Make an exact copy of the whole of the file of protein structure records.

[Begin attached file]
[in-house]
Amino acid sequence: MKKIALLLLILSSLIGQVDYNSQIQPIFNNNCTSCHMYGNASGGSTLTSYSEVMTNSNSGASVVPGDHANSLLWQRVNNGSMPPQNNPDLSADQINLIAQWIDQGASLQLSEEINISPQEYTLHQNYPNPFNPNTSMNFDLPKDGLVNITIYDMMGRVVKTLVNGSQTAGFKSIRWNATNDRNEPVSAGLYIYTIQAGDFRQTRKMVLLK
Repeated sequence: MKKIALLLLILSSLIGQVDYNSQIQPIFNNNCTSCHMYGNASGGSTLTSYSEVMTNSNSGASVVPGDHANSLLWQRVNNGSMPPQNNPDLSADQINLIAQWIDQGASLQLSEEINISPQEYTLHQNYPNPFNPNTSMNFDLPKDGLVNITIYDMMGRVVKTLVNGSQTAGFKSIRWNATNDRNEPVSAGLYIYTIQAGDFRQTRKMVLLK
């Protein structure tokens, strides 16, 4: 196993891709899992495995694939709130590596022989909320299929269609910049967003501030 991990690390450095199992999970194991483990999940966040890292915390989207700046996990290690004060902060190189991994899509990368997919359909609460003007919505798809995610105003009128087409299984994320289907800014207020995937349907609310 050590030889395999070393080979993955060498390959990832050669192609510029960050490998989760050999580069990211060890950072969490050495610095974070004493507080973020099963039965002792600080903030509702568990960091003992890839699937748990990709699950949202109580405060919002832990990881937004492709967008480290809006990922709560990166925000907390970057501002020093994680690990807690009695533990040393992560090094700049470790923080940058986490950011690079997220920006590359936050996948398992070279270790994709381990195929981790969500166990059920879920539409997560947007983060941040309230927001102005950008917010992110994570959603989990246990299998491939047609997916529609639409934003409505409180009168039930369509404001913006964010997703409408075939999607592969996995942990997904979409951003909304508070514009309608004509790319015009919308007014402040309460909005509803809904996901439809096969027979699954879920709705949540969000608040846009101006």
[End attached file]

[in-house]
Amino acid sequence: MKKIALLLLILSSLIGQVDYNSQIQPIFNNNCTSCHMYGNASGGSTLTSYSEVMTNSNSGASVVPGDHANSLLWQRVNNGSMPPQNNPDLSADQINLIAQWIDQGASLQLSEEINISPQEYTLHQNYPNPFNPNTSMNFDLPKDGLVNITIYDMMGRVVKTLVNGSQTAGFKSIRWNATNDRNEPVSAGLYIYTIQAGDFRQTRKMVLLK
Repeated sequence: MKKIALLLLILSSLIGQVDYNSQIQPIFNNNCTSCHMYGNASGGSTLTSYSEVMTNSNSGASVVPGDHANSLLWQRVNNGSMPPQNNPDLSADQINLIAQWIDQGASLQLSEEINISPQEYTLHQNYPNPFNPNTSMNFDLPKDGLVNITIYDMMGRVVKTLVNGSQTAGFKSIRWNATNDRNEPVSAGLYIYTIQAGDFRQTRKMVLLK
């Protein structure tokens, strides 16, 4: 196993891709899992495995694939709130590596022989909320299929269609910049967003501030 991990690390450095199992999970194991483990999940966040890292915390989207700046996990290690004060902060190189991994899509990368997919359909609460003007919505798809995610105003009128087409299984994320289907800014207020995937349907609310 050590030889395999070393080979993955060498390959990832050669192609510029960050490998989760050999580069990211060890950072969490050495610095974070004493507080973020099963039965002792600080903030509702568990960091003992890839699937748990990709699950949202109580405060919002832990990881937004492709967008480290809006990922709560990166925000907390970057501002020093994680690990807690009695533990040393992560090094700049470790923080940058986490950011690079997220920006590359936050996948398992070279270790994709381990195929981790969500166990059920879920539409997560947007983060941040309230927001102005950008917010992110994570959603989990246990299998491939047609997916529609639409934003409505409180009168039930369509404001913006964010997703409408075939999607592969996995942990997904979409951003909304508070514009309608004509790319015009919308007014402040309460909005509803809904996901439809096969027979699954879920709705949540969000608040846009101006």